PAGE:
Coulombic Surface Coloring colors molecular surfaces by electrostatic potential calculated with Coulomb's law:
φ = Σ [qi / (εdi)]φ is the potential (which varies in space), q are the atomic partial charges, d are the distances from the atoms, and ε is the dielectric, representing screening by the medium or solvent. A distance-dependent dielectric (ε = Cd where C is some constant) is sometimes used to approximate screening by implicit solvent.
The Electrostatic Surface Coloring tool is similar, but uses an electrostatic potential map previously calculated with any of several separate programs not included with Chimera. These continuum electrostatics programs perform calculations that are more complex and (if done correctly) more accurate than simple Coulomb's law approaches. However, a Coulombic potential may suffice for visualization.
See also: Render by Attribute, AddH, Add Charge, ResProp, Color Key
There are several ways to start Coulombic Surface Coloring, a tool in the Surface/Binding Analysis category.
The molecular surface(s) should first be displayed (using Actions... Surface... show or the command surface) and then chosen from the list of Surfaces to color by ESP. Only the residues enclosed by a surface will be used to calculate the potential on that surface. For example, nearby ions, solvent, or ligand molecules will not affect the results for a surface that encloses only protein, and it is not possible to show the potential from one molecule on the surface of another.
The specified color/value pairs or thresholds define a color mapping. The value calculated for each surface vertex will be compared to the thresholds. Surface vertices with values lower than any threshold will be assigned the color of the lowest-value threshold, while vertices with values higher than any threshold will be assigned the color of the highest-value threshold. The colors of the remaining vertices will be obtained by linear interpolation between the nearest lower and higher thresholds. Finally, each surface triangle will be colored by linearly interpolating its vertex colors. Colors are defined by red, green, blue, and opacity/transparency components.
The calculation requires charge assignments, which in turn require hydrogens. An existing structure lacking hydrogens is not changed, but a copy is created in memory, protonated, and assigned charges (details), which are then transferred to the existing structure. Where hydrogens are missing from the existing structure, their charges are collapsed onto the adjacent heavy atom.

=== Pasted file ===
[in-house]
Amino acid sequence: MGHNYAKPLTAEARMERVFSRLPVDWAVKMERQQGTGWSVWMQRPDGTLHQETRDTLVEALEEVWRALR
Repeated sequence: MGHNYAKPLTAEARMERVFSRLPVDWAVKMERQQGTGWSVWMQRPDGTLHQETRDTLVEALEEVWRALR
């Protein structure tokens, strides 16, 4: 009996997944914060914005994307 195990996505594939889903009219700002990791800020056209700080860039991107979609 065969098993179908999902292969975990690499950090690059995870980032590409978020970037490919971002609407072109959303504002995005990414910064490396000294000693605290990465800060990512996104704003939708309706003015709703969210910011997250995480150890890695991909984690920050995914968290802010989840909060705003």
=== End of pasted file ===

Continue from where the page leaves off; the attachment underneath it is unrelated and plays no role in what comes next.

Pre-existing hydrogens and/or charges. A structure may already have explicit hydrogens, or they can be added beforehand with AddH. Note surfaces are more rugged (have more small bumps) for structures with hydrogens. A structure may also have pre-existing charge assignments, such as from Add Charge or a previous use of Coulombic Surface Coloring. If all of the atoms corresponding to the chosen surface already have charges, those values will be used rather than assigned anew, with the exception: changing a setting in the Implicit Histidine Protonation section indicates that existing charges on those atoms should be erased and charges assigned anew when Apply or OK is clicked.
Create corresponding color key opens the Color Key dialog and populates it with the current colors and values; a color key can then be created interactively with the mouse.
Close simply dismisses the dialog, while Help opens this manual page in a browser window.
Subsequent coloring operations may erase surface custom colors. Unless explicitly limited to non-surface items, subsequent use of Actions... Color or the command color on the molecule model corresponding to a molecular surface will reset the surface's color source to atoms and wipe out the Coulombic potential colors. The custom surface coloring will be erased even when only parts of the molecule model that do not contribute to the molecular surface are recolored.
Subsequent recomputation of the molecular surface erases custom colors. Anything that triggers surface recalculation, such as deleting atoms from the molecule model or changing certain molecular surface parameters, will erase the Coulombic potential colors.
Surface caps not colored. This tool does not color caps on clipped surfaces.